I got my green card through my spouse. Can I keep it if I get divorced?

| Jul 7, 2020 | Immigration |

Divorces are difficult. If you add to that the stress of going through an immigration process, this can be quite taxing. Generally, if your green card has been granted for 10 years, a divorce should not affect your immigration status. However, if you were married for less than 2 years at the time of your green card approval and you received the benefit for being the spouse of a green card holder or U.S. citizen, you green card would be considered “conditional” and only issued for 2 years.

In order to remove the conditions of your green card and receive your permanent status, you will need to submit an application to USCIS. Typically, these applications are submitted within 90 days of your conditional green card expiration date. Couples who are still together need to submit a joint application, evidence of the bona fides of their marriage, and likely attend an additional interview before USCIS issues a decision. Now, the process varies greatly if you are no longer with your spouse, but it’s still viable for most applicants through a waiver. Here are potential options:

  • Your marriage has ended through divorce – Your divorce should be finalized by the time you submit your application. If it’s not, you should be prepared to submit an explanation with your application and describe the reasons why the divorce has not been finalized. In addition, it is likely that USCIS will request the final divorce decree through a Request for Evidence, generally only giving you up to 87 days to respond.
  • You suffered battery or extreme cruelty at the hands of your spouse – This is perhaps the most common option applicants pursue.  USCIS will consider any evidence of domestic abuse, including physical violence, threats, verbal, emotional, and financial abuse. A restraining order or reporting violent incidents to the police are not mandatory elements for this option. Also, even if you are still residing with your spouse, you could still qualify for this option as long as you have sufficient evidence to argue your case.
  • My spouse has died – and his or her passing took place after I was granted a conditional green card.
  • Ending my status and being deported would cause me extreme hardship – This is maybe the most difficult category under which you could qualify. You would need to show that the situation in your home country would pose a hardship to you if you had to go back, for instance if you would be targeted by your government due to your political activism.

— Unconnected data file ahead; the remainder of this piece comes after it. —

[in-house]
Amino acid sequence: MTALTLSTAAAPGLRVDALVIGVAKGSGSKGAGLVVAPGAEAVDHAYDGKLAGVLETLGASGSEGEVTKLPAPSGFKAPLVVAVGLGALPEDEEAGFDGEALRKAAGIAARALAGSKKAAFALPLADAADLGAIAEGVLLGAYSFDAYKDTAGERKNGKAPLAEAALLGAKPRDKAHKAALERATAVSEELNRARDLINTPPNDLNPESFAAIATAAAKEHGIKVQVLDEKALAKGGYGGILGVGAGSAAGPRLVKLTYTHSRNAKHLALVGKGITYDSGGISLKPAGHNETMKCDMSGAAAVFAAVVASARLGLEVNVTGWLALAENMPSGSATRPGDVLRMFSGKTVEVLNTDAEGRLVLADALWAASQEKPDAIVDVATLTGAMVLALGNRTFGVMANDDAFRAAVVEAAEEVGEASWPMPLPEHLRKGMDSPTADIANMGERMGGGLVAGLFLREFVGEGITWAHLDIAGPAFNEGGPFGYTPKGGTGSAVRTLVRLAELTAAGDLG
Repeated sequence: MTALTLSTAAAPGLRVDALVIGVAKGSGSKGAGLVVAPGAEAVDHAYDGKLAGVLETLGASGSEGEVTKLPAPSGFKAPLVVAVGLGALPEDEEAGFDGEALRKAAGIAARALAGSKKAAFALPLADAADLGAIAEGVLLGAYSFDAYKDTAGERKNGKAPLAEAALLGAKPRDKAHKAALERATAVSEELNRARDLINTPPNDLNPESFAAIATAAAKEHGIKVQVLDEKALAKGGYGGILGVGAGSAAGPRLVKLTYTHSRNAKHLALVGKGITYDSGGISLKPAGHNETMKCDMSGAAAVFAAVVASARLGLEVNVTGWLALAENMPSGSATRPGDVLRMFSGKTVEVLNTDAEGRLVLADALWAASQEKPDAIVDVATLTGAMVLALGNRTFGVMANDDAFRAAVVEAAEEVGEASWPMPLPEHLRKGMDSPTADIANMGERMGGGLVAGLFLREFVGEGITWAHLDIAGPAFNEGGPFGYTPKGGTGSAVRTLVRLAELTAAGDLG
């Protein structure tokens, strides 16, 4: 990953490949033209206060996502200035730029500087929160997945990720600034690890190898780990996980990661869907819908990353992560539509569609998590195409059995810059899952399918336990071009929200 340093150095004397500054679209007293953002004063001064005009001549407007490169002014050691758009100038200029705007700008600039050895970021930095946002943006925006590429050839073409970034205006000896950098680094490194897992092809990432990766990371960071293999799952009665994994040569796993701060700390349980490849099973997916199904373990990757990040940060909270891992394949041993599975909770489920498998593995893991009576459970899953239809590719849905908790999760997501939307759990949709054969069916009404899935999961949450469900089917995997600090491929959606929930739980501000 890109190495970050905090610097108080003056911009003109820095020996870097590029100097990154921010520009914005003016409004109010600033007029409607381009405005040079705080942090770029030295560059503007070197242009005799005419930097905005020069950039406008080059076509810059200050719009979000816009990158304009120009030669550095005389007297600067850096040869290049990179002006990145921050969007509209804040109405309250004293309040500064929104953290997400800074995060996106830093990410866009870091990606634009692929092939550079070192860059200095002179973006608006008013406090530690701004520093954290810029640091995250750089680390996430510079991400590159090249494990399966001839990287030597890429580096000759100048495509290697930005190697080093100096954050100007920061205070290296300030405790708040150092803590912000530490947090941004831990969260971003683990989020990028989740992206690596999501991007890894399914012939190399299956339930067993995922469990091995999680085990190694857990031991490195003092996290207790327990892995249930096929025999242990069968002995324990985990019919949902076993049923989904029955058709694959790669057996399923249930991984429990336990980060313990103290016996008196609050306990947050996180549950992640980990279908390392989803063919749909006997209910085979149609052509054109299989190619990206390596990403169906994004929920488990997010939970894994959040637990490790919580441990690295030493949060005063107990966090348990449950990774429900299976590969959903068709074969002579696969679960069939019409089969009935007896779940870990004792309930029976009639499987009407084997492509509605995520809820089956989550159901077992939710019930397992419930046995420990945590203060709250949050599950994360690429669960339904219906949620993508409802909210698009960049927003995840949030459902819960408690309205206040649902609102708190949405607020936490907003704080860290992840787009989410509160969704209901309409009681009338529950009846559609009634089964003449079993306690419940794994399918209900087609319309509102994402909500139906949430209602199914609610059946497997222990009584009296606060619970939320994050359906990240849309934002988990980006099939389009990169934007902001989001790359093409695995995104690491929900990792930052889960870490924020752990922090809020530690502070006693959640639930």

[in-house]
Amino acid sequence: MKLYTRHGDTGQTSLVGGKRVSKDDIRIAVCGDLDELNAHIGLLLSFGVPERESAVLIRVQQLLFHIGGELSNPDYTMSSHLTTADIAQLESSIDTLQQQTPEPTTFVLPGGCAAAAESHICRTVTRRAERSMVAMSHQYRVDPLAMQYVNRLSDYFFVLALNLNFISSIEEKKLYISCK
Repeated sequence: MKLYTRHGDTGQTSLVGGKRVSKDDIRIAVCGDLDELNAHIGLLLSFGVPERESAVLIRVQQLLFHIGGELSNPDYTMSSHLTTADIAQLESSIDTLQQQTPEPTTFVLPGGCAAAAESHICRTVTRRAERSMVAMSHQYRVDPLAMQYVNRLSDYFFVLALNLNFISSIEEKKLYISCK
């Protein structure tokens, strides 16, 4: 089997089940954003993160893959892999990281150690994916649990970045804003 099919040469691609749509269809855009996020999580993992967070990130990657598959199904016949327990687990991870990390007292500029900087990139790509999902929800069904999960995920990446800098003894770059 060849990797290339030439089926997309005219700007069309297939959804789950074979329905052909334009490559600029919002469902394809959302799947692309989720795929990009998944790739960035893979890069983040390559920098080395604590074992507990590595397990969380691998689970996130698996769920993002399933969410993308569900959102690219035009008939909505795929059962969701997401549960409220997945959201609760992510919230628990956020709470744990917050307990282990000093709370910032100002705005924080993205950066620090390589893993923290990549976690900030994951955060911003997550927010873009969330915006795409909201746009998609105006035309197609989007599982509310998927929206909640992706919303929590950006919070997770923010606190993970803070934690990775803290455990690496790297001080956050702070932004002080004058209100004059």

You can apply under more than one of the above grounds if that is your case. In addition, you can submit a waiver under the above grounds even if you have already submitted your joint application with your spouse. Regardless of which option fits your case, for most situations you will still need to demonstrate that you entered the marriage in good faith. This means showing that you and your spouse intended to form a life together when you got married. This could be demonstrated with evidence of joint bank accounts, tax returns, correspondence to the same address, pictures, affidavits from friends and family members, among others. The evidence should cover the period of time from the granting of the conditional green card and until the time of filing for the removal of conditions and, if needed, up to the time of their interview.

Special evidentiary rules may exist for waiver cases based on extreme cruelty or battery. For instance, if most or all of the bona fide evidence that exists is under the control of the abuser and he or she refuses to provide it, then this could be presented as further evidence of abuse and the applicant may argue that attempting to retrieve the evidence would pose a risk to her or his safety. In addition, waiver requests to remove the conditions on the green card can be filed before, during, or after the 90 day window in which joint requests are required to be submitted. Now, waiting too long is not advisable, given that USCIS may initiate removal proceedings against the applicant if an application is not filed within the required time period.

Regardless of which option you choose, submitting a request to remove the conditions of your green card can be quite burdensome. You should consult a reputable and experienced immigration attorney to evaluate your case.